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Aquino v. State Farm Insurance Companies

March 27, 2002

MICHAEL AQUINO, PLAINTIFF-RESPONDENT,
v.
STATE FARM INSURANCE COMPANIES, DEFENDANT, AND TRAVELERS GROUP, DEFENDANT-APPELLANT.
ANTHONY FAISON, PLAINTIFF,
v.
MICHAEL AQUINO, ROBERT MAGLIANCANO AND C & J TOWING COMPANY, DEFENDANTS.



On appeal from the Superior Court of New Jersey, Law Division, Essex County, Docket Nos. L-2812-97 and L-133-99.

Before Judges Wefing, Ciancia and Lesemann.

The opinion of the court was delivered by: Wefing, J.A.D.

NOT FOR PUBLICATION WITHOUT THE APPROVAL OF THE APPELLATE DIVISION

Argued: January 15, 2002

These two appeals were argued together before us; they arise out of the same factual complex and present related issues. We therefore consolidate them for purposes of this opinion. In A- 6750-99, Travelers Group (Travelers) appeals from an order holding it responsible for certain counsel fees incurred by its insured, Michael Aquino. In A-6961-99, State Farm Insurance Companies (State Farm) appeals from a similar order. After carefully reviewing the record before us in light of the contentions advanced on appeal, we affirm in part, reverse in part, and remand for further proceedings.

I.

On March 7, 1995, Michael Aquino was on the premises of C & J Towing Company (C & J) in Newark, apparently in connection with a business he operates known as Aquino Auto Sales. C & J is owned by defendant Robert Magliancano, who employed Anthony Faison as a security guard for C & J. Magliancano kept several guns on the premises. His purpose in doing so is not entirely clear from the record before us. There is some evidence in the record he kept a gun on the premises to deal with stray dogs. Other portions of the record refer to frequent displays of weapons in an apparently boastful manner. On the day in question, Magliancano, Aquino and Faison were talking together and Magliancano had a handgun, loaded with blanks, openly displayed. Somehow, that gun came into Aquino's possession and, under circumstances that are not entirely clear, the gun discharged, injuring Faison.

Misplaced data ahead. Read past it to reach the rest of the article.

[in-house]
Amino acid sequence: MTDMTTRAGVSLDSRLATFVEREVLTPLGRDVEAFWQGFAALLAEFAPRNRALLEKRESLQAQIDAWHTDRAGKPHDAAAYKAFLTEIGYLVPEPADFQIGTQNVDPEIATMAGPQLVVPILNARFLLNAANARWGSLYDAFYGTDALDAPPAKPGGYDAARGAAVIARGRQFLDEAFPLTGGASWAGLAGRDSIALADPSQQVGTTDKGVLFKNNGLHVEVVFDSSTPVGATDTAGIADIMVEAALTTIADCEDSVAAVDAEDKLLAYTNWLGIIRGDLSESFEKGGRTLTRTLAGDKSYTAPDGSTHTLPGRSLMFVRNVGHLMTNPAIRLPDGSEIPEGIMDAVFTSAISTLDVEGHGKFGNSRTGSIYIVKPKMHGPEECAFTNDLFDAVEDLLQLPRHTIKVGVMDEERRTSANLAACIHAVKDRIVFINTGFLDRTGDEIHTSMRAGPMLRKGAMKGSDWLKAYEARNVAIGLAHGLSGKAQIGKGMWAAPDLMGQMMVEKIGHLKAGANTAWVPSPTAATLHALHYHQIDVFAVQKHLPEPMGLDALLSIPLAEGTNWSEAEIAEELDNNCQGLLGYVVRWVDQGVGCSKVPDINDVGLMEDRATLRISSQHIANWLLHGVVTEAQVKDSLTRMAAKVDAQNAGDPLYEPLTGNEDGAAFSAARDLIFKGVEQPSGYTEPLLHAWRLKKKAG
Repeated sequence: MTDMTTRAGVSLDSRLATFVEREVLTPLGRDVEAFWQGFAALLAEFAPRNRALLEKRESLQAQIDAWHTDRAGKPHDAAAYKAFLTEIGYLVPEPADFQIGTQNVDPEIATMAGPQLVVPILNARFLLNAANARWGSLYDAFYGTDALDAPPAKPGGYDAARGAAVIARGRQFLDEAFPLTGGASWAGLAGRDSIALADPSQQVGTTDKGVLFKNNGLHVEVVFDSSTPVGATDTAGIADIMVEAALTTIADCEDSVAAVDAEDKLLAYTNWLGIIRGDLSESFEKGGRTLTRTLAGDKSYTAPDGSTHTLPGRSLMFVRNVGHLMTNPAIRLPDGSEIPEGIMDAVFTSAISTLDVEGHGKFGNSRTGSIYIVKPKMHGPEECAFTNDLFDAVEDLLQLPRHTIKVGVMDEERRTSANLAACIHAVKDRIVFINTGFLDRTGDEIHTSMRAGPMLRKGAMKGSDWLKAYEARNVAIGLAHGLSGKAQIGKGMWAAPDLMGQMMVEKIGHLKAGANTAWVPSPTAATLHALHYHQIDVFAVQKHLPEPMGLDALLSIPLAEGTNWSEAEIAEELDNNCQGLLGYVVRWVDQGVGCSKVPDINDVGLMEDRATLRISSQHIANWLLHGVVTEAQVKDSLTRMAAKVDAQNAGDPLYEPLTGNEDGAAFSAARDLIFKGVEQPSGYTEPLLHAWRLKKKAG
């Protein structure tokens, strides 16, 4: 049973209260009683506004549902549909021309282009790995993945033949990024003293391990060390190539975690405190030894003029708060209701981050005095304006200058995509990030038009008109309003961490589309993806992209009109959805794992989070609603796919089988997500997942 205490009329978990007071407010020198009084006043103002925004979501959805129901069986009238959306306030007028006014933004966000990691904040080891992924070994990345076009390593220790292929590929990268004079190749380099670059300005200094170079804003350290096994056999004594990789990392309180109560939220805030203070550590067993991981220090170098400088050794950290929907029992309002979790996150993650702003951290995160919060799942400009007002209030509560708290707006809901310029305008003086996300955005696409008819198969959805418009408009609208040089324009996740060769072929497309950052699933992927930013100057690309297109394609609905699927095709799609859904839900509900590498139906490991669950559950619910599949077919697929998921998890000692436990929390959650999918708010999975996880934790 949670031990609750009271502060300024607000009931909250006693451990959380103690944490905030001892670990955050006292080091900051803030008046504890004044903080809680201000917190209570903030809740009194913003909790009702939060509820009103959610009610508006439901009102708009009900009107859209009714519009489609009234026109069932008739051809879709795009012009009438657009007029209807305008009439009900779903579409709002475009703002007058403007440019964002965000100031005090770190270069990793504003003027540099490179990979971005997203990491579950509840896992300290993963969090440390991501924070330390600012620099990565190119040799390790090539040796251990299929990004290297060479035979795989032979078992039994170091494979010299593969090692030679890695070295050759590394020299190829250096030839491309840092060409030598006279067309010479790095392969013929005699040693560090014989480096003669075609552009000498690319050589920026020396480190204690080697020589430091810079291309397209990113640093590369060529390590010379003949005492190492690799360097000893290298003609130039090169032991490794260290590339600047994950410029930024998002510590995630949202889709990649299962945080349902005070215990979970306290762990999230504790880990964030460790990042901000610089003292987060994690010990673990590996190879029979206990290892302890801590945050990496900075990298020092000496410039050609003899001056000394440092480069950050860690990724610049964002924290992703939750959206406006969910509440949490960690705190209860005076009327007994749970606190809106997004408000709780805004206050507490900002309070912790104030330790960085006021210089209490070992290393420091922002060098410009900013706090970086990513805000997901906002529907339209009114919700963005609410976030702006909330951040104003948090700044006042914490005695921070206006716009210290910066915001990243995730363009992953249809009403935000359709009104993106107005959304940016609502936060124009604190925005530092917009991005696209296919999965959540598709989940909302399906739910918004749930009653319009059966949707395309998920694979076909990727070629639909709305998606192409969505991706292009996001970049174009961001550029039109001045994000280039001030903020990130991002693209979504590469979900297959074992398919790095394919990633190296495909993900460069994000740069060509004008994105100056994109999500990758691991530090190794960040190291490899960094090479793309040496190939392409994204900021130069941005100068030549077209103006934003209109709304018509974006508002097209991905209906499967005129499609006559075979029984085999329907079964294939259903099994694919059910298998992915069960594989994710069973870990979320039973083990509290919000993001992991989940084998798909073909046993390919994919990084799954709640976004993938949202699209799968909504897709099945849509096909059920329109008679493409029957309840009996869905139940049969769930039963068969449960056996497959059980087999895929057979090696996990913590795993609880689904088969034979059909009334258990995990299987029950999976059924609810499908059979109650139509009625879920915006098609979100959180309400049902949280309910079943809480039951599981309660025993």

Aquino maintained that the gun discharged accidentally; he told the police who responded to the scene that he and Faison were "playing around" with the gun, and that the hands of both men had been on the gun when it discharged. In conjunction with this appeal, we have been supplied with a copy of an expert's report submitted on behalf of Faison which expressed the opinion that the shooting could not have occurred in the manner in which Aquino had told the police.

The record before us does not contain a direct statement by Faison of how the shooting occurred. We are relegated to a summary of his testimony before a judge of compensation at a hearing to determine whether his injuries were compensable.*fn1

The opinion of the judge of compensation states in part: